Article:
Old plaster walls can block Wifi signals
If you're cursing your lousy Wifi signal, it may just be because you're sitting inside a Faraday cage.
It's long been known that thick stone walls like those found in many old European houses can block cellphone and Wifi signals.
But it's now emerged that houses built with metal chicken-wire in the plaster walls can block the signal generated by Wifi networks just as effectively.
Ironically, it's a particular problem in the Silicon Valley area, where many old houses are built this way rather than with drywall, or plasterboard.
A Faraday cage is usually used to block electrical fields, but also works against electromagnetic radiation. Because the holes in chicken wire are smaller than the 2.4GHz Wifi signal wavelength, the wire has the same effect as solid metal.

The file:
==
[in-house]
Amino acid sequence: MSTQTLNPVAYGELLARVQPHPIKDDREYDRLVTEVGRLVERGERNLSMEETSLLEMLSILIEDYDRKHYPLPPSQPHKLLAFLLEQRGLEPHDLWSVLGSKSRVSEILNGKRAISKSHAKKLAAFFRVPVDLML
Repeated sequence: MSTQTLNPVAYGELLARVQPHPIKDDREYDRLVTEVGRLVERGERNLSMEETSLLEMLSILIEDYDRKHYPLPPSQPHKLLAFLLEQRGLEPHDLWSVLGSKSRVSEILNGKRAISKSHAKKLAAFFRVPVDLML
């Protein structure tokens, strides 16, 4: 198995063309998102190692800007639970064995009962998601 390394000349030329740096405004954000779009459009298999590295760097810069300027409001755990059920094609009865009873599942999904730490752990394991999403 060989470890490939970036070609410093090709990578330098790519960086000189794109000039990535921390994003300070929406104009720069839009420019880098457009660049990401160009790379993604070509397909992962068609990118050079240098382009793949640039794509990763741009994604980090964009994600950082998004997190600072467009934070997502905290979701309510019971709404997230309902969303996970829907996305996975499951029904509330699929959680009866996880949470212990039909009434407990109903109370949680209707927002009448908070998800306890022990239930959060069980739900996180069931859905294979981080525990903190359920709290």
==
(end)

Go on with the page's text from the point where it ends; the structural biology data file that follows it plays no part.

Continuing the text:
The Wall Street Journal spoke to San Francisco resident Galen Pewtherer, who tried everything imaginable to improve his signal - including rigging up a Pringles can as a signal-boosting antenna. It didn't work.